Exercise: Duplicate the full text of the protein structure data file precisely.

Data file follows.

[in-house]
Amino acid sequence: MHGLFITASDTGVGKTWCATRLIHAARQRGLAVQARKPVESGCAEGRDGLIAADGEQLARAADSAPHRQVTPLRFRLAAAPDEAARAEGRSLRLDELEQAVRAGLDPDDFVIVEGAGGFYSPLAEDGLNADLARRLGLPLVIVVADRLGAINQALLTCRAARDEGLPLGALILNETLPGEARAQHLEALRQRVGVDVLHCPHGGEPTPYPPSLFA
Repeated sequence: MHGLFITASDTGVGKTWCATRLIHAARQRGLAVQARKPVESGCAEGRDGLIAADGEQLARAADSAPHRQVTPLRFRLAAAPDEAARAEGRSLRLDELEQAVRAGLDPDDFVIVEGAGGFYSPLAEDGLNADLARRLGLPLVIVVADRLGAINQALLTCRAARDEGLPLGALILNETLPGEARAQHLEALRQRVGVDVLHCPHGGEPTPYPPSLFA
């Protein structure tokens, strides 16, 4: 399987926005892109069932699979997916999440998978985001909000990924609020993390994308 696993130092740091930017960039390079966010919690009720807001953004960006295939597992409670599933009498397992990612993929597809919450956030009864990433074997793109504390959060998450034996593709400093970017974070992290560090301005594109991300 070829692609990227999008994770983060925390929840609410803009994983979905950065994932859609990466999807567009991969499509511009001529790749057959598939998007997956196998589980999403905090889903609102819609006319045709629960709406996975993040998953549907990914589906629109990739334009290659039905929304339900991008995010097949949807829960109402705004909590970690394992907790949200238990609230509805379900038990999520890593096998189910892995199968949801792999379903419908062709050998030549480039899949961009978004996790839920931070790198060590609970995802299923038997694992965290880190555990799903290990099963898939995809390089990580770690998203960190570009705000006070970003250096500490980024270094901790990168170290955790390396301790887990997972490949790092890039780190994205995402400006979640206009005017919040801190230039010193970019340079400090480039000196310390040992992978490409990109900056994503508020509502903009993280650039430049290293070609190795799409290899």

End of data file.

[in-house]
Amino acid sequence: MHGLFITASDTGVGKTWCATRLIHAARQRGLAVQARKPVESGCAEGRDGLIAADGEQLARAADSAPHRQVTPLRFRLAAAPDEAARAEGRSLRLDELEQAVRAGLDPDDFVIVEGAGGFYSPLAEDGLNADLARRLGLPLVIVVADRLGAINQALLTCRAARDEGLPLGALILNETLPGEARAQHLEALRQRVGVDVLHCPHGGEPTPYPPSLFA
Repeated sequence: MHGLFITASDTGVGKTWCATRLIHAARQRGLAVQARKPVESGCAEGRDGLIAADGEQLARAADSAPHRQVTPLRFRLAAAPDEAARAEGRSLRLDELEQAVRAGLDPDDFVIVEGAGGFYSPLAEDGLNADLARRLGLPLVIVVADRLGAINQALLTCRAARDEGLPLGALILNETLPGEARAQHLEALRQRVGVDVLHCPHGGEPTPYPPSLFA
């Protein structure tokens, strides 16, 4: 399987926005892109069932699979997916999440998978985001909000990924609020993390994308 696993130092740091930017960039390079966010919690009720807001953004960006295939597992409670599933009498397992990612993929597809919450956030009864990433074997793109504390959060998450034996593709400093970017974070992290560090301005594109991300 070829692609990227999008994770983060925390929840609410803009994983979905950065994932859609990466999807567009991969499509511009001529790749057959598939998007997956196998589980999403905090889903609102819609006319045709629960709406996975993040998953549907990914589906629109990739334009290659039905929304339900991008995010097949949807829960109402705004909590970690394992907790949200238990609230509805379900038990999520890593096998189910892995199968949801792999379903419908062709050998030549480039899949961009978004996790839920931070790198060590609970995802299923038997694992965290880190555990799903290990099963898939995809390089990580770690998203960190570009705000006070970003250096500490980024270094901790990168170290955790390396301790887990997972490949790092890039780190994205995402400006979640206009005017919040801190230039010193970019340079400090480039000196310390040992992978490409990109900056994503508020509502903009993280650039430049290293070609190795799409290899």